Just in case you're new to my Home on the Web, Welcome! In addition to random posts about recipes, dancing on bridges, and crying in Subway, each Monday I've been writing a little series on Making the Most of Moving to a New Town. (I've heard that a writer is supposed to write what she knows, and moving is something I know a lot about!) All of my moves have been within the US, so my examples are pretty much American.
Last week, my mother made her first guest appearance here on the ol' blog, talking about her move (with my Dad) to Ecuador and the challenges she faced adjusting to life in a new country. Today, she continues the story....
Once we got some recognizable food in the kitchen, the serious business of figuring out how to survive in our new environment began in earnest.
Water. What could be more basic than safe drinking water and a hot shower? Well, finding out where and how to purchase the huge jugs of purified water and portable gas cylinders to attach to the water heater were top priorities. Along that same line, decontaminating fresh fruits and vegetables was necessary in order to prevent internal parasites. Poor Steve. Since he ate out in the countryside more than I did, he had 4 bouts of parasites while we were in Ecuador. My one case came from the food in a little café we THOUGHT we could trust. Rough stuff.
Driving. All of the vehicles owned by the Mission Board had stick shifts, and I never learned to drive anything but an automatic. Uh oh. However, by the time we were issued a car, I had already decided that I wasn’t fearless enough to drive where there seemed to be no rules and where horns honked incessantly. Not only was the traffic chaotic, but the roads were in horrible condition, and drivers were fighting for road space with belching buses and taxis that appeared to be held together with duct tape. One unwritten rule we learned finally sealed the deal about my driving. If someone is involved in an accident where any kind of injury occurs, everyone is taken to jail until all the bribes are paid. Yikes!!! It was bad enough that Steve drove with that “rule” hanging over his head. Being chauffeured by Steve, walking, or taking a taxi was immensely preferable in my mind to spending the night in an Ecuadorian jail cell.
Internet. With all of our children and family members at least 3000 miles away, this was Numero Uno on my “list of things that must be done.” About a week after we arrived, Steve and I went downtown to mark this off our list. He dropped me off at the office and went on to accomplish some other things. Since I’d had Spanish in high school and college, it stood to reason that I would be able to communicate enough to be understood. Who knows what I really said? And further, who knows what that dear receptionist was saying to me? I just remember that after about an hour, I broke down in tears of frustration and despair because I was feeling overwhelmed and in desperate need of a way to hear from my children. We were able to finally work things out, but I still recall that incident as a time when I “lost it.”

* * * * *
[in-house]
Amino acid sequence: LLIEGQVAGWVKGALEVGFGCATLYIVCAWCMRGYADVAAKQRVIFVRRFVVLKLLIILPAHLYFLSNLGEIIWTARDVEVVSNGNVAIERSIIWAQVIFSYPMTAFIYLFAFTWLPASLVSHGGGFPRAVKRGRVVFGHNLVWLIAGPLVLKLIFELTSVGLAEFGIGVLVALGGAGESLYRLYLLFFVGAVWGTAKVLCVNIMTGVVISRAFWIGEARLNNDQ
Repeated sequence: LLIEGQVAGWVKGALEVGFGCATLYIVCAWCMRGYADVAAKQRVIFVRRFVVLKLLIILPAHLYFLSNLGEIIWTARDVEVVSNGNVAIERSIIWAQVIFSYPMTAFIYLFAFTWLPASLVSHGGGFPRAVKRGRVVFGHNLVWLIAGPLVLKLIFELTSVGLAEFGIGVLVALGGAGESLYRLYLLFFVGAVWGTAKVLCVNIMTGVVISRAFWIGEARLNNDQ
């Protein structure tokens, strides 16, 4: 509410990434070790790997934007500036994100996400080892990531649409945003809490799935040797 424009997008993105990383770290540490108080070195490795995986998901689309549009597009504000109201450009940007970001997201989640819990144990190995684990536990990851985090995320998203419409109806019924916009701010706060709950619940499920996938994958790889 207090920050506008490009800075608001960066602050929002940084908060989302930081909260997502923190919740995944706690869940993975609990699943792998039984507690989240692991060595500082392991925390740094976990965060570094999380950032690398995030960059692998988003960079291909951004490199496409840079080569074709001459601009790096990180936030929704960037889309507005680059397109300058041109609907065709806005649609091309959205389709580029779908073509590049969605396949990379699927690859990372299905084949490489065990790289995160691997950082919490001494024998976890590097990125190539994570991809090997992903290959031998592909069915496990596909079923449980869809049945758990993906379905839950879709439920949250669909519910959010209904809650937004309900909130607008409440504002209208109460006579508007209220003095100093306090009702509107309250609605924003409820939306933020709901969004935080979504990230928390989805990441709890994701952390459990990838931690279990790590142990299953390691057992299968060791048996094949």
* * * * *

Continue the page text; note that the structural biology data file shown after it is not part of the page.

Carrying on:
Medical and Dental Services. One of my biggest fears while we were on the field was that Steve or I would have a serious illness or injury and require medical care. One day Steve was out treating some animals for our Quichua church friends, and a cow stepped on his foot. We went to a doctor that was recommended. The poor man had absolutely NO diagnostic equipment of any kind and just pulled some pharmacy samples out of a pile in a cabinet for Steve to try. L On another occasion, a huge filling fell out of one of my teeth, and in spite of my long-standing fears about dentists, I knew I was going to have to have something done. Steve bravely volunteered to “go first” and try out one or two. He came in from the first dentist and said, “Well, you won’t be going to THAT one. He didn’t even wear gloves and there was no place to spit.” Yikes! The good news is that by the time I did have a true medical crisis and needed to have my gallbladder removed, we had discovered a good hospital with very competent doctors, and my surgery was a big success. Thank you, God.
In spite of all these challenges, there were many pleasant, happy things going on. We became good friends with our Spanish teachers and actually enjoyed the requirement of spending many hours each week out in stores and markets practicing the language. That’s where we truly began to understand the culture and to do the things we had gone to Ecuador to do – build relationships and share the love of Jesus.
Buds were sprouting. Could the blooming be far behind?My mother's a great story-teller, don't you think? I hope you'll come back next week for the rest of the story. Until then, you can visit her blog here. Keep Bloomin'!
This post is linked up to one or more of the following blog parties. Check them out! Monday: Menu Plan Monday on I'm an Organizing Junkie Wednesday: Works for Me Wednesday at We are THAT Family Friday: 5 Minute Friday at The Gypsy Mama, Company Girl Coffee at Home Sanctuary Other days: A Wise Woman Builds Her Home